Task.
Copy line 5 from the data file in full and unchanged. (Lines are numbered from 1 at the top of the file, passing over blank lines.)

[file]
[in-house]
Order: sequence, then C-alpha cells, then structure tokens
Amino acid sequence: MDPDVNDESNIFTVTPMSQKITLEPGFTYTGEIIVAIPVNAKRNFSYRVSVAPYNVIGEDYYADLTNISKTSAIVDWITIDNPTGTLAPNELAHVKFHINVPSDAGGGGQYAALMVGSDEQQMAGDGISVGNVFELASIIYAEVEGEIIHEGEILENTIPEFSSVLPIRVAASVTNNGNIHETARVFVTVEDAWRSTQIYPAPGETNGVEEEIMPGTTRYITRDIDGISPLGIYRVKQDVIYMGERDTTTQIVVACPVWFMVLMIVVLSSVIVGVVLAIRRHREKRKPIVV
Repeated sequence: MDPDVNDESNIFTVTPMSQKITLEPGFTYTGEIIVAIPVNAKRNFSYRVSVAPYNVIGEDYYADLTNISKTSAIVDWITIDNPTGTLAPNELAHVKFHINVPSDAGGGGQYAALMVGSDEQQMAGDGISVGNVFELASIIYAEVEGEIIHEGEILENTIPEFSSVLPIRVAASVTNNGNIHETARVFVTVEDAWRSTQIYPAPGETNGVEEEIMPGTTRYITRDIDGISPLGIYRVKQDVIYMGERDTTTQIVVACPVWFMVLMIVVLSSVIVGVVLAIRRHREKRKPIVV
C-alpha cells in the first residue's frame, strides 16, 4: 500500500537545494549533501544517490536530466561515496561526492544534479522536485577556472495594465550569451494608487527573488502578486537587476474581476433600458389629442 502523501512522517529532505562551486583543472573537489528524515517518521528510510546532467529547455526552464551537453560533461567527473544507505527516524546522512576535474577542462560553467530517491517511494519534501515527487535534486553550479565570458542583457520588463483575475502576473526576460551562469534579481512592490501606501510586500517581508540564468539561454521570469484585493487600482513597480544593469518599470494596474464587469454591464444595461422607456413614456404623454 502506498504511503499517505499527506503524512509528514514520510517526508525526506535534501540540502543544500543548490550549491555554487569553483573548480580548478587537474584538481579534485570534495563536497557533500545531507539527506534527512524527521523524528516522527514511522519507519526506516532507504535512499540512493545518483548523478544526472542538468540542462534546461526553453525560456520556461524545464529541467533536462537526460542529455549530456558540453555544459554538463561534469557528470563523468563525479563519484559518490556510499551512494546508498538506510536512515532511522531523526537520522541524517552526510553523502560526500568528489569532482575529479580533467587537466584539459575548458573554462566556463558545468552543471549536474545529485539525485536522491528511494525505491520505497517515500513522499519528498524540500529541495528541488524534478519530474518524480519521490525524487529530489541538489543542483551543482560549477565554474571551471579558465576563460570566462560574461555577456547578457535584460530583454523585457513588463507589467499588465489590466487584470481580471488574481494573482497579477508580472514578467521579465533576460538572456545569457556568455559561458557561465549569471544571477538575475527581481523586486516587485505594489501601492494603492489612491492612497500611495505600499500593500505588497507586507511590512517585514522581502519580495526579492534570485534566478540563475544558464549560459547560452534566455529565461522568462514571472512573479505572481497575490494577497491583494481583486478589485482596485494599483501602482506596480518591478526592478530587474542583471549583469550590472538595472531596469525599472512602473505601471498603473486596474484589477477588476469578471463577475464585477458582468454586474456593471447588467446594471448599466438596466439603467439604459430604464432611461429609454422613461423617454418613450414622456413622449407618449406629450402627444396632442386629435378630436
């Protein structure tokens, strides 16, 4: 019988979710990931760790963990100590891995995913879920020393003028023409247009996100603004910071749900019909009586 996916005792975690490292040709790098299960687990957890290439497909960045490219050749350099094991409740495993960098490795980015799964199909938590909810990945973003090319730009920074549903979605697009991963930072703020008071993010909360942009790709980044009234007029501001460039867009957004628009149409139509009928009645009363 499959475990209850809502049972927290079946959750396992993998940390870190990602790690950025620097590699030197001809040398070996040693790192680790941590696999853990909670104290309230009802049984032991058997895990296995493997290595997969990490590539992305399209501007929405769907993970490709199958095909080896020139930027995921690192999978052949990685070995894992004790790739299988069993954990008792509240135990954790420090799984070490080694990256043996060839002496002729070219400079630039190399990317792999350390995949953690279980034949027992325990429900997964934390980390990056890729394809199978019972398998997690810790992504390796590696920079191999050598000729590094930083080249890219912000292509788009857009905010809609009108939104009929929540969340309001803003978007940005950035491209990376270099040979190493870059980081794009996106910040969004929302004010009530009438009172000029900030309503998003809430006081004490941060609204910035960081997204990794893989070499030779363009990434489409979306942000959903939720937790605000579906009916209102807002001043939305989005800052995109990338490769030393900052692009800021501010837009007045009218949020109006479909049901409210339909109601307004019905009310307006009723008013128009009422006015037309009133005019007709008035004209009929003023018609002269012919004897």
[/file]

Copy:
C-alpha cells in the first residue's frame, strides 16, 4: 500500500537545494549533501544517490536530466561515496561526492544534479522536485577556472495594465550569451494608487527573488502578486537587476474581476433600458389629442 502523501512522517529532505562551486583543472573537489528524515517518521528510510546532467529547455526552464551537453560533461567527473544507505527516524546522512576535474577542462560553467530517491517511494519534501515527487535534486553550479565570458542583457520588463483575475502576473526576460551562469534579481512592490501606501510586500517581508540564468539561454521570469484585493487600482513597480544593469518599470494596474464587469454591464444595461422607456413614456404623454 502506498504511503499517505499527506503524512509528514514520510517526508525526506535534501540540502543544500543548490550549491555554487569553483573548480580548478587537474584538481579534485570534495563536497557533500545531507539527506534527512524527521523524528516522527514511522519507519526506516532507504535512499540512493545518483548523478544526472542538468540542462534546461526553453525560456520556461524545464529541467533536462537526460542529455549530456558540453555544459554538463561534469557528470563523468563525479563519484559518490556510499551512494546508498538506510536512515532511522531523526537520522541524517552526510553523502560526500568528489569532482575529479580533467587537466584539459575548458573554462566556463558545468552543471549536474545529485539525485536522491528511494525505491520505497517515500513522499519528498524540500529541495528541488524534478519530474518524480519521490525524487529530489541538489543542483551543482560549477565554474571551471579558465576563460570566462560574461555577456547578457535584460530583454523585457513588463507589467499588465489590466487584470481580471488574481494573482497579477508580472514578467521579465533576460538572456545569457556568455559561458557561465549569471544571477538575475527581481523586486516587485505594489501601492494603492489612491492612497500611495505600499500593500505588497507586507511590512517585514522581502519580495526579492534570485534566478540563475544558464549560459547560452534566455529565461522568462514571472512573479505572481497575490494577497491583494481583486478589485482596485494599483501602482506596480518591478526592478530587474542583471549583469550590472538595472531596469525599472512602473505601471498603473486596474484589477477588476469578471463577475464585477458582468454586474456593471447588467446594471448599466438596466439603467439604459430604464432611461429609454422613461423617454418613450414622456413622449407618449406629450402627444396632442386629435378630436